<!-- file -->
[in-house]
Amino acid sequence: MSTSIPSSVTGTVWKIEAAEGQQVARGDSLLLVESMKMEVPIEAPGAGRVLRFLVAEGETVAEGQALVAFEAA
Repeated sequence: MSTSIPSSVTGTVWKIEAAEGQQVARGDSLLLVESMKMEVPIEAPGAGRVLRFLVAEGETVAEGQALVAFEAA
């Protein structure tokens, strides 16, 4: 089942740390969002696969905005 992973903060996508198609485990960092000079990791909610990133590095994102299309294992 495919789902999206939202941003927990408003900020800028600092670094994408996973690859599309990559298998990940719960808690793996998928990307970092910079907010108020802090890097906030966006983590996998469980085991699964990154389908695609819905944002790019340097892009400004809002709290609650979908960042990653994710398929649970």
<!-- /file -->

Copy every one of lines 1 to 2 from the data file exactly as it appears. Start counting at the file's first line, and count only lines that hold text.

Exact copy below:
[in-house]
Amino acid sequence: MSTSIPSSVTGTVWKIEAAEGQQVARGDSLLLVESMKMEVPIEAPGAGRVLRFLVAEGETVAEGQALVAFEAA